Desert Laboratory on Tumamoc Hill

History: The Desert Laboratory in Tucson, Arizona was founded by the Carnegie Institution in 1903 to better understand how plants adapted to arid desert environments. Numerous long term ecological experiments were created on the 860 acres (3.5 km2) around Tumamoc Hill. The facility and staff were key contributors to what is now considered the science of ecology, including participating in the creation of the Ecological Society of America in 1915 and the journal Ecology.

Program/project name: “Tumamoc Sketchbook.”

From the Sketchbook:

The “Tumamoc Sketchbook” is about one small 860 acre place. It’s an open sketch­book and journal of art and writing done on or about Tumamoc Hill, a unique ecological, historical, and archeological landmark on the wild western side of Tucson. Tumamoc is a natural desert mountain preserve surrounded by a fast-​growing city. Scientists have protected it since 1906. Now it’s up to our community to preserve it for the next century. The first step is to stop, look, and learn…

Art and writ­ing is my way of form­ing a rela­tion­ship with a place. I use them to become immersed in a place and let­ting it sug­gest what I do next. Draw­ing also adds mean­ing to a place. Ulti­mately the con­tent we pro­duce adds to a devel­op­ing cul­tural value which is long-​lasting. That value or emo­tional con­nec­tion in the minds of the com­mu­nity is what will pro­tect the Hill for the next cen­tury, as sci­en­tists have done for the pre­vi­ous one.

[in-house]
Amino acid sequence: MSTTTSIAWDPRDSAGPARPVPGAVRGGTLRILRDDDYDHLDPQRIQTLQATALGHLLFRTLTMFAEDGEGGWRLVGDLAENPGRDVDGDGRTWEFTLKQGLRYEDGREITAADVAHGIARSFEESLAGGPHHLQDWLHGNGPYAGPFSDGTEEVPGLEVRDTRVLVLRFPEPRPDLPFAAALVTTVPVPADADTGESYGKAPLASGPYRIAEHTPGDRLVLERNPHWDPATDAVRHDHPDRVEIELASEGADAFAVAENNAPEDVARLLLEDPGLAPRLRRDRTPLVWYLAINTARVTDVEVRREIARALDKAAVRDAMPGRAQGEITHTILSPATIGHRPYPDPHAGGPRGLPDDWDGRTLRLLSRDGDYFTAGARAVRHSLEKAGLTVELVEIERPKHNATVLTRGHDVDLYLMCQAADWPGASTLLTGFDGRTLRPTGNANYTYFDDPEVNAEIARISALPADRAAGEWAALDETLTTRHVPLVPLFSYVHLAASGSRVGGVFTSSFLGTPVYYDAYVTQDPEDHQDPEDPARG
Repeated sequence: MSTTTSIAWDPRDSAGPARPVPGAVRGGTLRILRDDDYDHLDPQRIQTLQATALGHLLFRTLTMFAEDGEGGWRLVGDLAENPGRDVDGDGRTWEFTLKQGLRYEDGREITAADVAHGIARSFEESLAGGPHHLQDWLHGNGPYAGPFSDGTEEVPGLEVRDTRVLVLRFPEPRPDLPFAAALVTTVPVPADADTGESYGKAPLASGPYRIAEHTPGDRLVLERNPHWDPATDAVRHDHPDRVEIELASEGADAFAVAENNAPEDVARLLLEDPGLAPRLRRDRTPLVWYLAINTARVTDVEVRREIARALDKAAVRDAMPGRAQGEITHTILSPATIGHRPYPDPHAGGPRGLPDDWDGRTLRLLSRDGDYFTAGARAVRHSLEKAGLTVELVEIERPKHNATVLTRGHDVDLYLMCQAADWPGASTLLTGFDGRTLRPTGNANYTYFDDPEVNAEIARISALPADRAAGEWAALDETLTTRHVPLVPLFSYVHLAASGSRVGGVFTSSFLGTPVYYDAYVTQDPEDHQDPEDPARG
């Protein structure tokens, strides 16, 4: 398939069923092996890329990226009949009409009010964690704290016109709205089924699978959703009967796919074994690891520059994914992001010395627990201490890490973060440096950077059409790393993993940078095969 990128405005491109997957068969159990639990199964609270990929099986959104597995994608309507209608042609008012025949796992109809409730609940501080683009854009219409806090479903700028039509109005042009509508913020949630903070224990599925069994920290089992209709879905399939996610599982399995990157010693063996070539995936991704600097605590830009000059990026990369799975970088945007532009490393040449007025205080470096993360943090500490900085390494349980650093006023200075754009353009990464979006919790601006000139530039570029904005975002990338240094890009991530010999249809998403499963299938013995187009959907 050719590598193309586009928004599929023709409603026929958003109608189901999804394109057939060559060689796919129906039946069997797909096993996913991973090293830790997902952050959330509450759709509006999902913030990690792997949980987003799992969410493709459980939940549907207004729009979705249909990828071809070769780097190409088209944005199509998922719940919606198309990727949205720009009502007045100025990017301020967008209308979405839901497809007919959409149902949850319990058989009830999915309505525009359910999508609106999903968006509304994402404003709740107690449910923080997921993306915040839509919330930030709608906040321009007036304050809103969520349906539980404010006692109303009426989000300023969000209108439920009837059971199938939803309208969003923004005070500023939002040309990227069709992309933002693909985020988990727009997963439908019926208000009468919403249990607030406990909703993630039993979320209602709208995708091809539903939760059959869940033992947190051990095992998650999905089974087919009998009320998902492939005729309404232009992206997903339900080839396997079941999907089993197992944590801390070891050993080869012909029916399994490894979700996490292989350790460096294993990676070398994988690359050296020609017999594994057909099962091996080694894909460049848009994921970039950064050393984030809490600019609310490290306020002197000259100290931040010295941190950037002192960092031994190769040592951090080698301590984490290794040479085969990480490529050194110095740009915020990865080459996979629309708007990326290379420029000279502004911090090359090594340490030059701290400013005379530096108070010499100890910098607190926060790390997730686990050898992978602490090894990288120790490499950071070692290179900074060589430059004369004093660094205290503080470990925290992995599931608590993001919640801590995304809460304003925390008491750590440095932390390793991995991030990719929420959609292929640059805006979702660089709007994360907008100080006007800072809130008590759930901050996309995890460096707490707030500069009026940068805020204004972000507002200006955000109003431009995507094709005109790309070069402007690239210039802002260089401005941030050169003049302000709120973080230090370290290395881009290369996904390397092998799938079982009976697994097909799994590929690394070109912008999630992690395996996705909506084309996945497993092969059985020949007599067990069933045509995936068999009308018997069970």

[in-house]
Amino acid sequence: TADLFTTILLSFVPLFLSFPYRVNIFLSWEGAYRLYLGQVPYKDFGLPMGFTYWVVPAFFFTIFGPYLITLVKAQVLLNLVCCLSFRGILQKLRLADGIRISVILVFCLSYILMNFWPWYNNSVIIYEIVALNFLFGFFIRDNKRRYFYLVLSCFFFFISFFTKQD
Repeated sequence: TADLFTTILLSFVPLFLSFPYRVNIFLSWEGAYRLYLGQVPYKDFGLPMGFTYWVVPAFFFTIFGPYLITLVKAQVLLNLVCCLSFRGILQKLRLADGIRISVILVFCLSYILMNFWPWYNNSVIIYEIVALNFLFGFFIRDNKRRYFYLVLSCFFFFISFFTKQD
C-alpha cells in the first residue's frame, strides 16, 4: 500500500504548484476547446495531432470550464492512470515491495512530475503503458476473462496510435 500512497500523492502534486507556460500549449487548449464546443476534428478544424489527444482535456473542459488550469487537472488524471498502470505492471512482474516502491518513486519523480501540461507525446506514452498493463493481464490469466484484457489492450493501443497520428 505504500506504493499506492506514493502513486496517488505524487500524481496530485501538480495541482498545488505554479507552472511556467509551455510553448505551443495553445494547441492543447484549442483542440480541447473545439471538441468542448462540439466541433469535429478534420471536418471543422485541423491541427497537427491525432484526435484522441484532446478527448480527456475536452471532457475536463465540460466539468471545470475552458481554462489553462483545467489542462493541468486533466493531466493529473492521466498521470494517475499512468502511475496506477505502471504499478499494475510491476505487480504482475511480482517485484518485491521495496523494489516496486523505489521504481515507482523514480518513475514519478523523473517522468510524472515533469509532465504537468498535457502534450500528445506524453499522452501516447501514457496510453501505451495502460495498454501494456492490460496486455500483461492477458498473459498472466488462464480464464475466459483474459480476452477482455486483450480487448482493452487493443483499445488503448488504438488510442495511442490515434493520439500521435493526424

In this vein, I will also be encouraging other artists and writ­ers to spend time here, by invi­ta­tion, using Tumamoc as a sub­ject. Each person forms his or her own con­nec­tion, whether it is sci­ence or human­is­tic work.

Whatever comes out of this process, from me or from oth­ers, is collected sequen­tially in this blog. The tra­di­tional the­o­ries of art as “self-​expression” seem to be turned on their head here. It is as though the sub­ject mat­ter, the envi­ron­ment, the Hill in it’s infi­nite detail, expresses itself through the open-​ended effort that I and other artists do here. You just walk around and the sub­jects come to you.

Artists and writ­ers usu­ally want to share what they have dis­cov­ered. In this nat­ural way mean­ings accu­mu­late and become a sense of place. The place can become a land­mark in the minds of a whole com­mu­nity, encour­ag­ing a sense of stew­ard­ship and pro­tec­tion towards a nat­ural place that is right next door, part of our neighborhood.”


Contact Person: Paul Mirocha